Hi Derek, I have observer pattern working which updates the GUI. I am in a situation where my model completes an operation and it wants to ask user if they want to save the results? It notifies GUI to bring up this dialog but I think GUI sending feedback from this notification would be against the norms and will cause problems (it will send all observers to display the dialog for a start which is bad!). Should the ‘SaveResults’ thing be launched from GUI after operation is complete? This operation (Say Operation1)can be performed from several dialogs and I would like it to have the same behavior of asking user if they want to save results. Can I package that as re-usable code somehow? Thanks.

  16. DunderKlumpen says:

    Hey there,

    I’m getting the following error:
    ” Exception in thread “Thread-1” Exception in thread “Thread-0” Exception in thread “Thread-2” java.lang.NumberFormatException: For input string: “677,59” “.

    I’m guessing this has to do with me living in Sweden where we use commas to separate the decimals instead of dots?

    If that is indeed the case, how could I make it work?

    Thanks!

  17. Ramesh says:

    Hello Sir,

    I took exact code but till 18th line of GrabStock.java to check simple (without threading) functionality.
    But I am receiving following error,

    New Observer: 1
    Exception in thread “main” java.lang.NullPointerException
    at controller.StockGrabber.register(StockGrabber.java:14)
    at controller.StockObserver.(StockObserver.java:29)
    at controller.GrabStocks.main(GrabStocks.java:14)

    Please suggest!
    Thanks.

  18. Baibhav says:

    i followed along your tutorial but ,typed the codes along with you, but I cannot pass the stockGrabber as an argument when constructing StockObserver object(ie observer1)

    StockGrabber stockGrabber = new StockGrabber(); StockObserver observer1 = new StockObserver(stockGrabber);//ERR

    because: StockObserver in class StockObserver cannot be applied to given types:
    Required: Subject
    Found: StockGrabber

  19. Ramtin says:

    Derek, you’re the man! You really saved my life with your tutorials! πŸ™‚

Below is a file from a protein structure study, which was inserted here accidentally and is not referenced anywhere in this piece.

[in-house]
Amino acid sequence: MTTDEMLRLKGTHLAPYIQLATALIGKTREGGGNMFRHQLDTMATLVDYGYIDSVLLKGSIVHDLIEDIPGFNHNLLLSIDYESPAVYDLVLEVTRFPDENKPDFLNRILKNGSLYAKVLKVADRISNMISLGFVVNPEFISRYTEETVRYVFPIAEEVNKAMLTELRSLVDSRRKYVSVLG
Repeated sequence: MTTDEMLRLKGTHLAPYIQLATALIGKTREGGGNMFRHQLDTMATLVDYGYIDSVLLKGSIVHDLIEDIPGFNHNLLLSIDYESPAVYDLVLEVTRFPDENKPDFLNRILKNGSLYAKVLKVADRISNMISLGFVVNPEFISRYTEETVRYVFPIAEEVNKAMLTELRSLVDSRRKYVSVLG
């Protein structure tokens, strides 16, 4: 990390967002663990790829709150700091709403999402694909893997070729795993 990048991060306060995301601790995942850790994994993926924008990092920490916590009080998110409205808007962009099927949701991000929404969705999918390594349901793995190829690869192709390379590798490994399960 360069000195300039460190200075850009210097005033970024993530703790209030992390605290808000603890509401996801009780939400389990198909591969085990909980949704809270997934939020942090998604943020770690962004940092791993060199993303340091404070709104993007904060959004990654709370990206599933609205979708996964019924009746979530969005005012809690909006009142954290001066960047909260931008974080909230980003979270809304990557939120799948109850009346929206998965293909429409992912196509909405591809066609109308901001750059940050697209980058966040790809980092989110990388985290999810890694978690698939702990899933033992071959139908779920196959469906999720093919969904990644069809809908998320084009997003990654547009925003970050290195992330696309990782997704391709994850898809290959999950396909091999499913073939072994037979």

Keep it up. You are a brilliant teacher.

    Best regards from Germany.

  20. weldu Hashenge says:

    U’re Amazing bro.. All so simple when u explain it ^^thanks much^^ Happy to watch your series! ο»Ώ

  21. Praveena says:

    Good Explanation ! Worth Watching. Thanks a ton. U can include examples of Design Patterns used in JDK since its based on Java in each pattern.
    Eg: All implementations of java.util.EventListener (practically all over Swing thus)

  22. Ria says:

    Hi Derek!! Great videos and explanation!!! Thanks very much πŸ™‚

    I have been trying to apply patterns on a simple project that I am working on. I have this make make payment page on my app and I need the different fields like Card holder name, card number, expiry date and cvv to listen to keypad which is the subject. I am not sure if observer pattern is the best I can use here.

    I need only the name field to be updated wen I enter a name on the keypad object but I am making all by observers get notified about it through this observer pattern. Is it the right way to implement. Please help me and correct me if I am wrong.

    Thank you.

  23. Rekha says:

    Love this

  24. Anonymous says:

    U are really amazing… Ur explained is too good and simple. All these days I was thinking design patterns as Mount Everest. U made it simple. Thanks a lot.

  25. k aravind says:

    dude ur awesome…:)
    thanks alot..:)
    at first when i tried reading from google i never understood a thing..:(
    thanks alot for videos.Concepts explained are crystal clear..:)
    If possible can you provide some programs to work on simple programs, it would be really helpful..:)
    Thanks again..:)

    • Derek Banas says:

      Thank you πŸ™‚ I do my best. I’m planning to make a ton of free Android apps that will allow everyone to practice everything I have on my site. I’m working on them

  26. Bharat says:

    Hi Derek,

    Thanks a lot for amazing set of tutorials.

  27. Wiert says:

    You’ve really helped me pass my exams with these tutorials!
    Thanks a lot!